Even as the global environment has become very challenging, Indian exports are expected to touch record figures as they have already been seeing a consistent growth trajectory for the past two-and-a-half years, said a senior official from the Government of India.
Speaking to reporters after a meeting with exporters in Chennai, organised by the Federation of Indian Export Organisations (FIEO), Anup Wadhawan, commerce secretary, Department of Commerce, Ministry of Commerce and Industry, said, "I think our exports will be a record figure. We will do better than whatever the earlier peak was. Given the export growth we see now, I am confident that the number we will reach in the end will be a record, both (in) dollar and rupee (terms)." However, he did not provide any specific number for the expected growth. According to industry experts, the government is targeting exports to reach $350 billion during the current financial year.
Growth in exports is healthy at 12 per cent plus in dollar terms and close to 19 per cent in rupee terms, said Wadhawan, adding that the global environment is very challenging. Protectionism and unilateralism have emerged, especially in the developed world where countries are unilaterally raising duties very often in violation of WTO obligations. There is also the challenge of a very fragile recovery from the downturn that started in 2008-09, which accentuated towards 2014-15. Amid all these challenges, the exporter community is growing excellently, said Wadhawan, adding that in the past 2.5 years, the country has seen constant export growth.
The ministry will consider enhancement of export promotion measures, which the industry has asked for, added Wadhawan.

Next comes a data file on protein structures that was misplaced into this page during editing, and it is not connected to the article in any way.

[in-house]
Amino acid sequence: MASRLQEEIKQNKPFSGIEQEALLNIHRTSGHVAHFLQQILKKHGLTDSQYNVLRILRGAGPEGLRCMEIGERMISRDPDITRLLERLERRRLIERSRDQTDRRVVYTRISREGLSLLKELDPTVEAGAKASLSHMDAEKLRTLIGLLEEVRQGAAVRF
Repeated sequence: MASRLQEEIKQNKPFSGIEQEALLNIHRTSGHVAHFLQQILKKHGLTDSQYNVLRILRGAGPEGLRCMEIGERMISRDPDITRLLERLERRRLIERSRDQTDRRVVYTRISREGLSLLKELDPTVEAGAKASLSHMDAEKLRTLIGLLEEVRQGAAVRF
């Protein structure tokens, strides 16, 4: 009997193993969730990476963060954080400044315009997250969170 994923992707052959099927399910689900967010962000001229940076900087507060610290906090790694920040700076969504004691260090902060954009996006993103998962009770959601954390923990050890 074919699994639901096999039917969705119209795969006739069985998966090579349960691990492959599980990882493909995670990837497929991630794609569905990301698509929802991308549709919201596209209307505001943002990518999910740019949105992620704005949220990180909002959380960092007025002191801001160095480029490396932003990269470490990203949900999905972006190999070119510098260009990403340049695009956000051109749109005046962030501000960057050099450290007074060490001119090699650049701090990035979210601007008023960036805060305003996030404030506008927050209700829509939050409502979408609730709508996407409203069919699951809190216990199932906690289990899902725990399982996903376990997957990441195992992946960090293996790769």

"India has always abided by its WTO obligations. By a certain conscious logic, developing countries have higher bound rates as far as tariffs are concerned. Our bound rates under WTO obligations are at a higher level, given our development rate. Those are actually paid for by the developing countries by abiding by rules related to services and IPR, which were in the interest of developed countries," he said.
"Nothing has been given to developing countries for free. It is not fair to pick up one part of the scheme and say that the bound rates are high. Developing countries, given their capacity constraints and the highly legalistic nature of those negotiations, have necessarily not come out on top with their interest fully protected. Given the position, we have used our rights to impose duties within our bound rates to meet our developmental interest, just as all other countries have used their rights in the past. Within our WTO obligations, we will do what is necessary for India to meet its goals," he added.
He added that identifying what was WTO compliant and what was not was an issue. "It is not a trivial issue. But, the government will engage in that process and assert the country's rights. It will ensure legally whatever due India has to get," he added.
Wadhawan said that several steps have been taken to protect the labour intensive export industries, including textiles, garments, leather and handicrafts, among others.
FIEO Regional Chairman A Sakthivel said that the negative growth shown in these labour-intensive sectors as against the competing nations, including Sri Lanka, Bangladesh, Vietnam and Cambodia, which have shown double-digit growth, was a worrying factor for the industry.
FIEO has raised various demands, including an early conclusion of the Comprehensive Trade Agreements with EU, Canada and Australia, which will benefit the textiles, spices, processed foods and pharma sectors, among others.
The US questioning India's various incentive schemes and tensions between the two major trading countries are other concerns. There are hidden taxes from farming, fuel and petrol, coal and construction and real estate sectors that are affecting the garment sector, which affects the competitiveness of Indian exporters as compared to neighbouring countries. Sakthivel also raised various issues related to the goods and services tax (GST) and said that the high volatility of the rupee was also another concern.
Source :- Business-standard.com